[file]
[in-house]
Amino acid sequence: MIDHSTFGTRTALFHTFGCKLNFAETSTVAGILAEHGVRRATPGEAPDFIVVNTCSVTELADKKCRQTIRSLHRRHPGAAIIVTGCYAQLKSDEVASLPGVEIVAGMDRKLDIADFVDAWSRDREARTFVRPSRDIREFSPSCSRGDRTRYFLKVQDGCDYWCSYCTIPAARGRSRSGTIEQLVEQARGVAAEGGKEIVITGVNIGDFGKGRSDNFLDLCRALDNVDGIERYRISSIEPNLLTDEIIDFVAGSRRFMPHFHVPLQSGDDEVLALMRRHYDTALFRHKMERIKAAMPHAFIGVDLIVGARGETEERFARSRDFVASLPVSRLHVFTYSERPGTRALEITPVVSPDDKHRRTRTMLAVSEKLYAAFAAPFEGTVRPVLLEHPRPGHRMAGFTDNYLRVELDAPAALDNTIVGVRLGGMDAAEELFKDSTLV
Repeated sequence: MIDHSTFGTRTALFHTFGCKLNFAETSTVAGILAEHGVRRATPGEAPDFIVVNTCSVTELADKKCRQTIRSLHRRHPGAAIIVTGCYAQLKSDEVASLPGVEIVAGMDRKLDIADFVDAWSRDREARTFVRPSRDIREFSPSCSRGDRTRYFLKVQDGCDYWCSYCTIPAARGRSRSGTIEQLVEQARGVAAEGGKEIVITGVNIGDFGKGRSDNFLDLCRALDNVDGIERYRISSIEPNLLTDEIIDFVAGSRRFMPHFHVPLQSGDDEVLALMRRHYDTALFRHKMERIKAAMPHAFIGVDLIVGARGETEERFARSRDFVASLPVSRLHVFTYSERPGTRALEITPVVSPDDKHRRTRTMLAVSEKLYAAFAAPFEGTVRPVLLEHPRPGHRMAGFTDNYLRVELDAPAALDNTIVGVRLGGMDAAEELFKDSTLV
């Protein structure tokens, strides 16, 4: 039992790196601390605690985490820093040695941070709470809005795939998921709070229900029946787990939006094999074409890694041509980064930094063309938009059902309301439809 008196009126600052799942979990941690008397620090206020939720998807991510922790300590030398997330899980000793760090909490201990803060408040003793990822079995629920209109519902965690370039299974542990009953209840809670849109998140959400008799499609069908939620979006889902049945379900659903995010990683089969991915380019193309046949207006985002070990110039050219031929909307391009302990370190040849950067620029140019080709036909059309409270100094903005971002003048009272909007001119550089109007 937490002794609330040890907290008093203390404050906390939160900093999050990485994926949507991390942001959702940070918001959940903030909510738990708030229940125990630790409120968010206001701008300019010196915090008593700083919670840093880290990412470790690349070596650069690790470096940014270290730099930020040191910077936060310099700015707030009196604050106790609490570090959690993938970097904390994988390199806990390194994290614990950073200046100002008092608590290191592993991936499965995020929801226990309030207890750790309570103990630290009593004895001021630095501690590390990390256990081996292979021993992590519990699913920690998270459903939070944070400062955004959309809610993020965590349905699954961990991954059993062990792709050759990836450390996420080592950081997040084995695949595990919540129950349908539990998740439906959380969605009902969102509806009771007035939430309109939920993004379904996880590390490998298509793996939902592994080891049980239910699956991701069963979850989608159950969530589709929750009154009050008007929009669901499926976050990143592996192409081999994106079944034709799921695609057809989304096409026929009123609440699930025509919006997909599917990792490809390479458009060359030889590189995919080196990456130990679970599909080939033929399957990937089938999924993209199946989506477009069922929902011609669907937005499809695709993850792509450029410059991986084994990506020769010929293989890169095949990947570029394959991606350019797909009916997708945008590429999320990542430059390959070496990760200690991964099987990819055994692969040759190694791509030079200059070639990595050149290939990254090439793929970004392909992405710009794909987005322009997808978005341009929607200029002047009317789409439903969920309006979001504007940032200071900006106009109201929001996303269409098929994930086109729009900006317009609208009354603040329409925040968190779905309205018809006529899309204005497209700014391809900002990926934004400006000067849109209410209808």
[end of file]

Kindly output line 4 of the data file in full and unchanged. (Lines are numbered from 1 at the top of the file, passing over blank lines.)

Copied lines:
């Protein structure tokens, strides 16, 4: 039992790196601390605690985490820093040695941070709470809005795939998921709070229900029946787990939006094999074409890694041509980064930094063309938009059902309301439809 008196009126600052799942979990941690008397620090206020939720998807991510922790300590030398997330899980000793760090909490201990803060408040003793990822079995629920209109519902965690370039299974542990009953209840809670849109998140959400008799499609069908939620979006889902049945379900659903995010990683089969991915380019193309046949207006985002070990110039050219031929909307391009302990370190040849950067620029140019080709036909059309409270100094903005971002003048009272909007001119550089109007 937490002794609330040890907290008093203390404050906390939160900093999050990485994926949507991390942001959702940070918001959940903030909510738990708030229940125990630790409120968010206001701008300019010196915090008593700083919670840093880290990412470790690349070596650069690790470096940014270290730099930020040191910077936060310099700015707030009196604050106790609490570090959690993938970097904390994988390199806990390194994290614990950073200046100002008092608590290191592993991936499965995020929801226990309030207890750790309570103990630290009593004895001021630095501690590390990390256990081996292979021993992590519990699913920690998270459903939070944070400062955004959309809610993020965590349905699954961990991954059993062990792709050759990836450390996420080592950081997040084995695949595990919540129950349908539990998740439906959380969605009902969102509806009771007035939430309109939920993004379904996880590390490998298509793996939902592994080891049980239910699956991701069963979850989608159950969530589709929750009154009050008007929009669901499926976050990143592996192409081999994106079944034709799921695609057809989304096409026929009123609440699930025509919006997909599917990792490809390479458009060359030889590189995919080196990456130990679970599909080939033929399957990937089938999924993209199946989506477009069922929902011609669907937005499809695709993850792509450029410059991986084994990506020769010929293989890169095949990947570029394959991606350019797909009916997708945008590429999320990542430059390959070496990760200690991964099987990819055994692969040759190694791509030079200059070639990595050149290939990254090439793929970004392909992405710009794909987005322009997808978005341009929607200029002047009317789409439903969920309006979001504007940032200071900006106009109201929001996303269409098929994930086109729009900006317009609208009354603040329409925040968190779905309205018809006529899309204005497209700014391809900002990926934004400006000067849109209410209808």